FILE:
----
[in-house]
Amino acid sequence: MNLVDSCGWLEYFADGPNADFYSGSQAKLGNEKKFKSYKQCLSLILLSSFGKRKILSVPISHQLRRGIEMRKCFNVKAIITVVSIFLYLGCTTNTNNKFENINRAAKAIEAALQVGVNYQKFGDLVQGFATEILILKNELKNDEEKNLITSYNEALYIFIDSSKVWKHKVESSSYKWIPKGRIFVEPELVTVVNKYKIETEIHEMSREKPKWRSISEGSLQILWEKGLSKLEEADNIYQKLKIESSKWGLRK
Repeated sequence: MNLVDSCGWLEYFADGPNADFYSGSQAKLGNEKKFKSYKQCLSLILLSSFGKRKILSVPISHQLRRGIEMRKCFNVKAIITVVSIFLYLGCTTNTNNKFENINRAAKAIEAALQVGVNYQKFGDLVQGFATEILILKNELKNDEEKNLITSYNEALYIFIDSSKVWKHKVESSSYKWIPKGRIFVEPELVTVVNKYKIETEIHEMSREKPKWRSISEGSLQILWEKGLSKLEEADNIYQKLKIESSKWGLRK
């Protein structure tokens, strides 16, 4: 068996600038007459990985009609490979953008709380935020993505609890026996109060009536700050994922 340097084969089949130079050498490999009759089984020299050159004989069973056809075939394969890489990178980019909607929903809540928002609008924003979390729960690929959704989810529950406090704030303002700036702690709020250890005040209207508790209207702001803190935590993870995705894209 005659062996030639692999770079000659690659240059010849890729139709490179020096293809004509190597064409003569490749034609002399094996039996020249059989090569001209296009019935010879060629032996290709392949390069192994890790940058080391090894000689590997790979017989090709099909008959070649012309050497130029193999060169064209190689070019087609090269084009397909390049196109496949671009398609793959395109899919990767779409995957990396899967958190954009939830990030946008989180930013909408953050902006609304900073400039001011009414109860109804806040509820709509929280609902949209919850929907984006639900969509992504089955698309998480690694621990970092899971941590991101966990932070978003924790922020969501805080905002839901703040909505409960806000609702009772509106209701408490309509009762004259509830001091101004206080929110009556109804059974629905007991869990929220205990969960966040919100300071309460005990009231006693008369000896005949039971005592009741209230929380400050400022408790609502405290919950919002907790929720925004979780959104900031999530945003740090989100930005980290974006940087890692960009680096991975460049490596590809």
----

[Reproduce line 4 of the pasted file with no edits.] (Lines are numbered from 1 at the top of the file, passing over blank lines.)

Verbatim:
């Protein structure tokens, strides 16, 4: 068996600038007459990985009609490979953008709380935020993505609890026996109060009536700050994922 340097084969089949130079050498490999009759089984020299050159004989069973056809075939394969890489990178980019909607929903809540928002609008924003979390729960690929959704989810529950406090704030303002700036702690709020250890005040209207508790209207702001803190935590993870995705894209 005659062996030639692999770079000659690659240059010849890729139709490179020096293809004509190597064409003569490749034609002399094996039996020249059989090569001209296009019935010879060629032996290709392949390069192994890790940058080391090894000689590997790979017989090709099909008959070649012309050497130029193999060169064209190689070019087609090269084009397909390049196109496949671009398609793959395109899919990767779409995957990396899967958190954009939830990030946008989180930013909408953050902006609304900073400039001011009414109860109804806040509820709509929280609902949209919850929907984006639900969509992504089955698309998480690694621990970092899971941590991101966990932070978003924790922020969501805080905002839901703040909505409960806000609702009772509106209701408490309509009762004259509830001091101004206080929110009556109804059974629905007991869990929220205990969960966040919100300071309460005990009231006693008369000896005949039971005592009741209230929380400050400022408790609502405290919950919002907790929720925004979780959104900031999530945003740090989100930005980290974006940087890692960009680096991975460049490596590809």